The Bureau of Labor Statistics released last week the October CPI for US urban areas and regions. In the Mountain-Plains region, from October 2011 to October 2012, the CPI increased 2.5 percent, rising from September's year-over-year change of 2.2 percent.
In the first graph, we see that the year-over-year change in October for the Mountain-Plains CPI was down from October 2011's change of 3.3 percent, and was also down from 2008's pre-recession annual change of 3.3 percent.
In the Mountain-Plains region, housing costs, which are a major portion of the CPI, continue to help keep increases in the CPI down. Housing overall was up year over year by 2.1 percent. (Front Range-specific price data, however, would likely show greater increases in home prices, given recent increases in rents and home prices in Colorado.)
Apparel prices continued to grow and were up, year over year, by 4.6 percent and transportation prices were up by 4.7 percent, year over year. Medical care prices were up by 3.6 percent.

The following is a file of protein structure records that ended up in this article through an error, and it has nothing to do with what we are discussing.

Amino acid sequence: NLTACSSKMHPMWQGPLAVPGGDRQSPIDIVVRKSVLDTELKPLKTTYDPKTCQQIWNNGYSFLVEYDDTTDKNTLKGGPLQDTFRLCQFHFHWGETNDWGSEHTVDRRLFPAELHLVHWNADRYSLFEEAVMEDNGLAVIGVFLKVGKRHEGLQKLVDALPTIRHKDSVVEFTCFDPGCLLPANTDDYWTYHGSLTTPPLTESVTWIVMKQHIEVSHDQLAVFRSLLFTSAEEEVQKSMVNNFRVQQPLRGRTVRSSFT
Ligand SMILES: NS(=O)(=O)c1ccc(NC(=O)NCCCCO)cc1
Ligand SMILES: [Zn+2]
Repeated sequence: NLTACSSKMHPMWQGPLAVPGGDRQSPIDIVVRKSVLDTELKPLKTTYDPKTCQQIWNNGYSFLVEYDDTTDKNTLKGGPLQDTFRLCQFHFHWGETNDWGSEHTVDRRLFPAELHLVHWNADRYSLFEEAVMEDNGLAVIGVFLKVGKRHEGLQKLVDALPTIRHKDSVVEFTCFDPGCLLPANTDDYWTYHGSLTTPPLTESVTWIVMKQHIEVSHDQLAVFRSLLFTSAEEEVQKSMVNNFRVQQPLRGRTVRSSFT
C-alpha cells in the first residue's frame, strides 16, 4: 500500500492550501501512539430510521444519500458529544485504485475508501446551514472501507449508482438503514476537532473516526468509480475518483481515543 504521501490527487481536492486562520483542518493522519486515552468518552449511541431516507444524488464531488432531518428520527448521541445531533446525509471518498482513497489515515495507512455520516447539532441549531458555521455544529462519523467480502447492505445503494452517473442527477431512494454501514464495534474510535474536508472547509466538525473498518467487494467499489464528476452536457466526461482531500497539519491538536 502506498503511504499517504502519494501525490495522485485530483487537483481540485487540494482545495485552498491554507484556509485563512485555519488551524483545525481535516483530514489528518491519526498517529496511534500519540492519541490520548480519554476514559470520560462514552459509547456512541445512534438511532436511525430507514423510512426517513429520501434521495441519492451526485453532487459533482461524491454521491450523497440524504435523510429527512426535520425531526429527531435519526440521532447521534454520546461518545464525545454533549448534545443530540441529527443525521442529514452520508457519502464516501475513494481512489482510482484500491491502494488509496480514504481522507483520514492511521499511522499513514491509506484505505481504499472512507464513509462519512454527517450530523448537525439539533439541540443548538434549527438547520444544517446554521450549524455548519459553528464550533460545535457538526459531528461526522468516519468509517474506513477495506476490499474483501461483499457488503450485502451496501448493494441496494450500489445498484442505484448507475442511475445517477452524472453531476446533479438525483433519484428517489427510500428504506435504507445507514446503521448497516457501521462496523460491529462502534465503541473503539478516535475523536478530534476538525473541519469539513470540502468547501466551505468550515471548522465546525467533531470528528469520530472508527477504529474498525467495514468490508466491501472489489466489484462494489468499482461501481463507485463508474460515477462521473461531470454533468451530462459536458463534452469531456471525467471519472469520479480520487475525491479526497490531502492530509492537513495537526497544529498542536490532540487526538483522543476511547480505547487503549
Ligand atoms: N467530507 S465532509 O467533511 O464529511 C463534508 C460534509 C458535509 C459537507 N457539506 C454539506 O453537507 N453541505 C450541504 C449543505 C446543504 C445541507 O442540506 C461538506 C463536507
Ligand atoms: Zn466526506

The Eurozone recently slipped into recession showing ongoing moderation in global demand for a variety of goods. This has helped keep CPI down, although October 2012 was the third month in a row to show a year over year increase in CPI.
The second graph shows year-over-year changes in Mountain-Plains CPI for all months since 2002. Annual CPI growth hovered around 3 percent for much of 2011, but has been near 2 percent in recent months.
The CPI change from September 2012 to October 2012 was up 0.4 percent.
Over the past ten years (comparing June 2003 to June 2012), the CPI has risen 24.9 percent. In other words, a dollar today buys about 75 percent of what it did in 2003.